2. Key actors for implementation of Rio+20 goals

Current opportunities for non-governmental, non-public-sector finance actors from the renewable energy and water sectors, to influence and provide guidance to policy-making on UN-level is limited, specifically private sector actors expected to contribute significantly to the Rio +20 goals.

Recognition of the key role of the private sector, and the facilitation of its involvement in system design and implementation, is proposed as fundamental to achieving the Goals. This involves recognition that the private sector cannot be treated as a single homogenous entity ? key actors will be private sector players directly engaged with renewable energy, and, separately, water.

3. What are specific implementation tools and relevant time frames for implementation of Rio+20 goals? Implementation tools require frameworks designed to ensure that they are effective. Ensuring engagement of appropriate private sector representatives will facilitate implementation tools effective in delivering Rio+20 goals.

Specific to the hydropower sector, this technology must be developed in a sustainable manner to ensure that it realises its significant potential in contributing to the Rio+20 goals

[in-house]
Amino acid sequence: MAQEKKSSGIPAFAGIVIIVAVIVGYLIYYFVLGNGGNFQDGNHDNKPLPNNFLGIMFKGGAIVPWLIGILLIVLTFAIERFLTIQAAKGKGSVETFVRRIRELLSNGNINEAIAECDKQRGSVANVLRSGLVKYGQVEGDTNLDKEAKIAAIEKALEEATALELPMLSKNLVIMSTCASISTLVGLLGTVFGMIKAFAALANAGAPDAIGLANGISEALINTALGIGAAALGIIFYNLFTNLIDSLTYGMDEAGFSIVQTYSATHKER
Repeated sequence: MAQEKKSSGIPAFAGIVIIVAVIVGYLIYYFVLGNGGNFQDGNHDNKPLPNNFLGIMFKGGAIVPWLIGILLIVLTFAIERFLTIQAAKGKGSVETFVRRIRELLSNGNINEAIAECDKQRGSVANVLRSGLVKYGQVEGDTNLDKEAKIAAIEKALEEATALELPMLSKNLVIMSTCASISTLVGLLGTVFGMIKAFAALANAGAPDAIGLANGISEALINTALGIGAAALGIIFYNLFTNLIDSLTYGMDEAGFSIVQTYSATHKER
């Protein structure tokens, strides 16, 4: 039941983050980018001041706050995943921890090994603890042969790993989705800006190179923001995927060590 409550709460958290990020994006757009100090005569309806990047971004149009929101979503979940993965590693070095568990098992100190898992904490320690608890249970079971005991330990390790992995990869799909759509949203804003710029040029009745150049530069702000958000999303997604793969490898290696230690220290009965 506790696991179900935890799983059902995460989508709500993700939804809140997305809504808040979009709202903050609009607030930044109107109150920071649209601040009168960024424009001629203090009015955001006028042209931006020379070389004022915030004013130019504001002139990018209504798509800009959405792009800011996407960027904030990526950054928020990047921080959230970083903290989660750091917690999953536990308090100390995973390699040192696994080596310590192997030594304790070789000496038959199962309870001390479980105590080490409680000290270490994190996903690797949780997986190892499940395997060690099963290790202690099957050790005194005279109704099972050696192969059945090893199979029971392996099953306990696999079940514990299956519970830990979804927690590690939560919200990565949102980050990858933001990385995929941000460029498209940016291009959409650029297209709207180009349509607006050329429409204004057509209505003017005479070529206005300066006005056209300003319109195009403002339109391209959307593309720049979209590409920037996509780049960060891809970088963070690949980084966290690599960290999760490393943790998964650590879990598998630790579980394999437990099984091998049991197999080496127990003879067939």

The Hydropower Sustainability Assessment Protocol (the Protocol) is an enhanced sustainability assessment tool to measure and guide performance in the hydropower sector. The Protocol assesses the four main stages of hydropower development: Early Stage, Preparation, Implementation and Operation. Assessments rely on objective evidence to create a sustainability profile on some 20 topics depending on the relevant stage, and covering all aspects of sustainability. The Protocol is the result of intensive work from 2008 to 2010 by the Hydropower Sustainability Assessment Forum, a multi-stakeholder body involving representatives from social and environmental NGOs (Oxfam, The Nature Conservancy, Transparency International, WWF); governments (China, Germany, Iceland, Norway, Zambia); commercial and development banks (Equator Principles Financial Institutions Group, The World Bank); and the hydropower sector. More information can be found at: http://www.hydrosustainability.org/.

4. Suggested objectives of the conference

Developing countries require significant increases in current energy capacity to meet MDG?s. A key objective of the conference is to ensure that this increase in capacity is delivered in a manner that contributes to both climate change goals and MDG?s. It is proposed that this will require recognition of the following objectives: